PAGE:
Patrick Harvie has said the Scottish Greens “cannot go knocking on the doors of millionaires and billionaires” as he defended the party’s decision to contest just three seats at the General Election.
The co-convener was speaking outside Glasgow University this morning as he launched his campaign to win the Glasgow North constituency at the poll on June 8.
The Greens have faced heavy criticism from opponents this week following the announcement that it would stand in just one seat in Glasgow, Falkirk and Edinburgh - with the Tories accusing them of helping to prop up the SNP vote.
Harvie insisted the decision was made by local party branches and was largely down to a lack of funding.
But the lack of candidates means the Greens are not eligible for a party broadcast on STV - although they will still appear on a BBC election debate.
He said: “Our local branches make their own decisions and most of our local branches have decided they’ve put their energy, time and money into the local election campaigns this year and they’re not in a position to run in every constituency.
“I regret the fact that there will be many Green voters who know that they don’t have a Green candidate this year.
“I regret that and if we had the kind of resources that other parties seem to take for granted, we would be able to do that.”
He added: “(In 2015) we had been able to build up our electoral reserves and we had time to prepare for it.
“I think the contempt that Theresa May showed to local democracy by calling a Westminster election right in the middle of a local election is appalling.
“I’m not going to make any bones about it, the Greens cannot go knocking on doors of millionaires and billionaires asking them to fill our coffers at the drop of a hat.
“By necessity, we need to focus our efforts, and that’s what we’re going to do.”
Two years ago the SNP won a large majority in Glasgow North but Mr Harvie is confident of becoming the first Scottish Green MP after positive local election results in the city for his party.
The only other Green candidates standing are Lorna Slater in Edinburgh North and Leith and Debra Pickering in Falkirk, but Mr Harvie refused to back any other parties in other areas.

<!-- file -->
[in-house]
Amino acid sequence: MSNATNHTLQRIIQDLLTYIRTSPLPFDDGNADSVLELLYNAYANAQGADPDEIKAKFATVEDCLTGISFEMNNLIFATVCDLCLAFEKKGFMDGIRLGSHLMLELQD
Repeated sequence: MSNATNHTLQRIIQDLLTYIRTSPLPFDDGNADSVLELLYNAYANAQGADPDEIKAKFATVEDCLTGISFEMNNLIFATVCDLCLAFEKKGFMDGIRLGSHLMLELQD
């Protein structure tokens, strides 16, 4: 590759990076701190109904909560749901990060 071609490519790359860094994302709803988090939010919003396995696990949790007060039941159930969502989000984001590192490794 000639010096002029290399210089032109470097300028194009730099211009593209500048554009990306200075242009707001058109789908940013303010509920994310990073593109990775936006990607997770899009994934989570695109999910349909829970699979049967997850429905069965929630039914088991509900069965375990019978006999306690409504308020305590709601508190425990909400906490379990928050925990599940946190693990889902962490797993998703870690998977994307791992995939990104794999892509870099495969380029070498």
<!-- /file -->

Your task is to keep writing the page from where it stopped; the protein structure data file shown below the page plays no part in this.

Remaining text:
“We will not endorse any other party, I will certainly not endorse any other candidate,” he said.
“The advice I would give to anyone who doesn’t have a Green candidate to vote for is ask yourself what are the most important issues to you, then put them to the candidates and judge them as individuals.”
Despite describing some aspects of Westminster as “archaic and antique”, Mr Harvie said it is important for more Green voices to be heard as powers are transferred back from the European Union.
“I think if this was about personal self interest, Holyrood is probably a much more fun place to work,” the party co-convener said.
“There’s a great deal wrong with the Westminster political culture, with its institution, with the political system there, and from the experience of my colleague Caroline Lucas she’s had a very mixed experience over the last few years.
“I am absolutely committed to advancing Green politics in this country and I believe passionately that Scotland and Glasgow needs a Green voice at Westminster.
“When all of those regulations protecting our social and environmental well-being are being transferred from Europe to Westminster, I’m not willing to leave those in the hands of a right-wing Tory government that wants a bonfire of the regulations.”